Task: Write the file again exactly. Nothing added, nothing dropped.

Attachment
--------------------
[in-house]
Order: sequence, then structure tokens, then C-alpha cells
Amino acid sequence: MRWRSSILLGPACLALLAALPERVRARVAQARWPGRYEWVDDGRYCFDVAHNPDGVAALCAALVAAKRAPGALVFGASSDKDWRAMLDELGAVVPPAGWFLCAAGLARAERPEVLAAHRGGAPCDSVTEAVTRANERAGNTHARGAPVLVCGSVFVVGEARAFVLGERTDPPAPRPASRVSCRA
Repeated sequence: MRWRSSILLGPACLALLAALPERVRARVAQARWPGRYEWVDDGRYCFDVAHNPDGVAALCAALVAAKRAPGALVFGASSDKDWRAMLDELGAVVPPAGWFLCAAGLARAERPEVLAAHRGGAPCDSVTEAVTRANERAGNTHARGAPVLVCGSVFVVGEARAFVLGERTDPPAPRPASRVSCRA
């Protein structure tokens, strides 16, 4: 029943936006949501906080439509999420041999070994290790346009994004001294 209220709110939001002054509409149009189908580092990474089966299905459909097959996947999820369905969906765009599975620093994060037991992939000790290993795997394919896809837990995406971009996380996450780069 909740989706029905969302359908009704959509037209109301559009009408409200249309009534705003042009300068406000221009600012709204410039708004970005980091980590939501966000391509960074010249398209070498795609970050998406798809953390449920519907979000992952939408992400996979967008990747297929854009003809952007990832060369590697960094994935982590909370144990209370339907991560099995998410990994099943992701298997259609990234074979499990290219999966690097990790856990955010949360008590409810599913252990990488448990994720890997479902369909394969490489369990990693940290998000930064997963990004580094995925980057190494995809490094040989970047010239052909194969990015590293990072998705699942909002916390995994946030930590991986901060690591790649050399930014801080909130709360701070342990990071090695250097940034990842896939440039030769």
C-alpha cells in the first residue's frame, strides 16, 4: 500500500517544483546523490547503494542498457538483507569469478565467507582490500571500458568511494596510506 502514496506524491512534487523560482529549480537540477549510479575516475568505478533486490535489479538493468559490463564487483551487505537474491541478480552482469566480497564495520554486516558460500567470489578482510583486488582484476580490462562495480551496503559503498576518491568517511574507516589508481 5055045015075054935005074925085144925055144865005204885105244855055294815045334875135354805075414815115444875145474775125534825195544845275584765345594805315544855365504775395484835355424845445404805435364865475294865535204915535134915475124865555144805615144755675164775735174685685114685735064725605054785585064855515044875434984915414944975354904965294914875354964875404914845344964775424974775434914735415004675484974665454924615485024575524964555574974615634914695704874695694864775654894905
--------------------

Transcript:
[in-house]
Order: sequence, then structure tokens, then C-alpha cells
Amino acid sequence: MRWRSSILLGPACLALLAALPERVRARVAQARWPGRYEWVDDGRYCFDVAHNPDGVAALCAALVAAKRAPGALVFGASSDKDWRAMLDELGAVVPPAGWFLCAAGLARAERPEVLAAHRGGAPCDSVTEAVTRANERAGNTHARGAPVLVCGSVFVVGEARAFVLGERTDPPAPRPASRVSCRA
Repeated sequence: MRWRSSILLGPACLALLAALPERVRARVAQARWPGRYEWVDDGRYCFDVAHNPDGVAALCAALVAAKRAPGALVFGASSDKDWRAMLDELGAVVPPAGWFLCAAGLARAERPEVLAAHRGGAPCDSVTEAVTRANERAGNTHARGAPVLVCGSVFVVGEARAFVLGERTDPPAPRPASRVSCRA
């Protein structure tokens, strides 16, 4: 029943936006949501906080439509999420041999070994290790346009994004001294 209220709110939001002054509409149009189908580092990474089966299905459909097959996947999820369905969906765009599975620093994060037991992939000790290993795997394919896809837990995406971009996380996450780069 909740989706029905969302359908009704959509037209109301559009009408409200249309009534705003042009300068406000221009600012709204410039708004970005980091980590939501966000391509960074010249398209070498795609970050998406798809953390449920519907979000992952939408992400996979967008990747297929854009003809952007990832060369590697960094994935982590909370144990209370339907991560099995998410990994099943992701298997259609990234074979499990290219999966690097990790856990955010949360008590409810599913252990990488448990994720890997479902369909394969490489369990990693940290998000930064997963990004580094995925980057190494995809490094040989970047010239052909194969990015590293990072998705699942909002916390995994946030930590991986901060690591790649050399930014801080909130709360701070342990990071090695250097940034990842896939440039030769």
C-alpha cells in the first residue's frame, strides 16, 4: 500500500517544483546523490547503494542498457538483507569469478565467507582490500571500458568511494596510506 502514496506524491512534487523560482529549480537540477549510479575516475568505478533486490535489479538493468559490463564487483551487505537474491541478480552482469566480497564495520554486516558460500567470489578482510583486488582484476580490462562495480551496503559503498576518491568517511574507516589508481 5055045015075054935005074925085144925055144865005204885105244855055294815045334875135354805075414815115444875145474775125534825195544845275584765345594805315544855365504775395484835355424845445404805435364865475294865535204915535134915475124865555144805615144755675164775735174685685114685735064725605054785585064855515044875434984915414944975354904965294914875354964875404914845344964775424974775434914735415004675484974665454924615485024575524964555574974615634914695704874695694864775654894905